Left over from my recent adventures in vintage Japanese kimono deconstruction I had enough of one to also make this simple magyar/kimono blouse.
The definition of magyar blouse says that ‘…the sleeves are cut in one with the body.’ I’d also call that a kimono style top. I’m not sure of or even if there’s much difference between a magyar and basic kimono cut …if anyone does know a distinction please enlighten me.
In any event the magyar style of dress bodice & blouse seems to have been around for a long time in western fashion history from before WWI through the 30’s, into the 50’s and pops up beyond though in more recent decades maybe that’s when it began to be called a ‘kimono’ cut. Really I’m just making a supposition on that, don’t quote me.
My blouse started with a vintage Style pattern, envelope long gone, maybe late 40’s. However the pattern is sized for a teeny-tiny person so I redrafted it to a human size for myself and made it up in kimono silk. I decided after the fact that I prefer three keyhole or tear-drop cutouts rather than two (as in this velvet dress I made a couple of years ago) so the pattern I posted has 3 keyholes. You will need to look up bias binding techniques if they are new to you as the neckline and keyholes are finished with small self bias bindings. Other than that it is an easy make and could have a collar instead of cut-outs, or a V neck or something if you just can’t face doing those fiddly bindings. It’s a nice basic shape that is wide open for creative interpretation. Thinner fabrics with some drape will work best…. even a jersey could!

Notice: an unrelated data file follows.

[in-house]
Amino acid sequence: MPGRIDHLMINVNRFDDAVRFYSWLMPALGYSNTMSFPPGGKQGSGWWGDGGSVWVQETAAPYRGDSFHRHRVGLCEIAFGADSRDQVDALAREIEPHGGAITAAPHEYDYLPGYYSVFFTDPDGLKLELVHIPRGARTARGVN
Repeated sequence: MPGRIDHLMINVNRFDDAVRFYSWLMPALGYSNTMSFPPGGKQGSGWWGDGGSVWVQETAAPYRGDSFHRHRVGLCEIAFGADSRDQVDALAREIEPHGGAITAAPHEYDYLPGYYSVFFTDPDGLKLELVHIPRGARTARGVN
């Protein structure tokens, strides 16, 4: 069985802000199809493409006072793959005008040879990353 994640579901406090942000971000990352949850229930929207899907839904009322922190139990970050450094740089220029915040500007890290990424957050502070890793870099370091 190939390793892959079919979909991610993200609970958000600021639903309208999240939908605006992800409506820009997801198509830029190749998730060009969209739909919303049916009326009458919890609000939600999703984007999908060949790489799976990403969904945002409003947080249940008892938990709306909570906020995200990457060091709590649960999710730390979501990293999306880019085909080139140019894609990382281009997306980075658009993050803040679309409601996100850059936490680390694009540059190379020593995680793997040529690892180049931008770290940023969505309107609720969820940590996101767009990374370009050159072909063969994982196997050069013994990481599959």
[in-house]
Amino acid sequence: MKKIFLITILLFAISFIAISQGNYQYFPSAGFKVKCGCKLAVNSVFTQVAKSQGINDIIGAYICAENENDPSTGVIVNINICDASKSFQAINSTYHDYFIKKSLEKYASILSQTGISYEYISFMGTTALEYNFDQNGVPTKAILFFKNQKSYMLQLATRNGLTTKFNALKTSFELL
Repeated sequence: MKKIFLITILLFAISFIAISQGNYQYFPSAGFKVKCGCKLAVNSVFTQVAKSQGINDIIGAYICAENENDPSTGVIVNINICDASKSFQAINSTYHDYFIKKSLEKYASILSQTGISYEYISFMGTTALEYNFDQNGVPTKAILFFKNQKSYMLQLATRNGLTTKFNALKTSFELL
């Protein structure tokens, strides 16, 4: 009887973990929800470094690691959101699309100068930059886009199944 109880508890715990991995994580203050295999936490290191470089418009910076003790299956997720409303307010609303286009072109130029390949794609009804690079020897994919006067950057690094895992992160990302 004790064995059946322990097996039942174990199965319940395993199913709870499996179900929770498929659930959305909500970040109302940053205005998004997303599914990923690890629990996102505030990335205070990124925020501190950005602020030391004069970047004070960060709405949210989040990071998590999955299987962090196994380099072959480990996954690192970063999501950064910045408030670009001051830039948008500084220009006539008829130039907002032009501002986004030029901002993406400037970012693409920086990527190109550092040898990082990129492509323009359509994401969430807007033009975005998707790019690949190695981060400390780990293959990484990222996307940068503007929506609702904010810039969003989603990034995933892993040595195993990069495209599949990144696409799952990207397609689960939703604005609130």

Pattern size, seam allowances, fabric amount needed etc are all included in the blouse pdf. on my VV Free page. It would be a very easy pattern to grade up or down following the Threads Grading guide link over there on the right.
Though shown up there with a black pencil skirt made from my skirt drafting tutorial with bucket pockets and these little resin seahorse buttons (Is it easy to make buttons like these? I’ve been wanting to experiment with resin for ages) I have mostly been wearing my blouse with just jeans for ordinary day-in-the-studio attire. Lol, is it obvious I’m not big on taking selfies?
While I’m about it here also is how to make one kind of shoulder pads from 7 inch circles. These are the ones I made for the kimono fabric Hollywood pattern dress and as I used tiny poppers to hold them in I can quickly swap them into the blouse . Not just a pretty face here, ya know!
Cornish Pasty thoughts have set my stomach rumbling…. dinner time!
In answer to Anna’s comment below about altering the pattern or something similar for a larger bust I’ve made this quick diagram. If done on a full size pattern with this proportion of spreading about 8cm/3″ inches total would be gained across the front at bust level and about 4cm/1 1/2″ between shoulder and waist line. The waist and hem are brought back to the original pattern size by swinging the lower side seam back in and making the tucks bigger. Some adjustment in fit may also be needed at the outer shoulder to make the arm opening nearer the original size. Of course if more is needed across the front the spread would be larger but the principle the same. Two useful measurments to take are your side seam to side seam over full bust and shoulder over bust point down to waist to work out how much you need to add. Hope this helps 🙂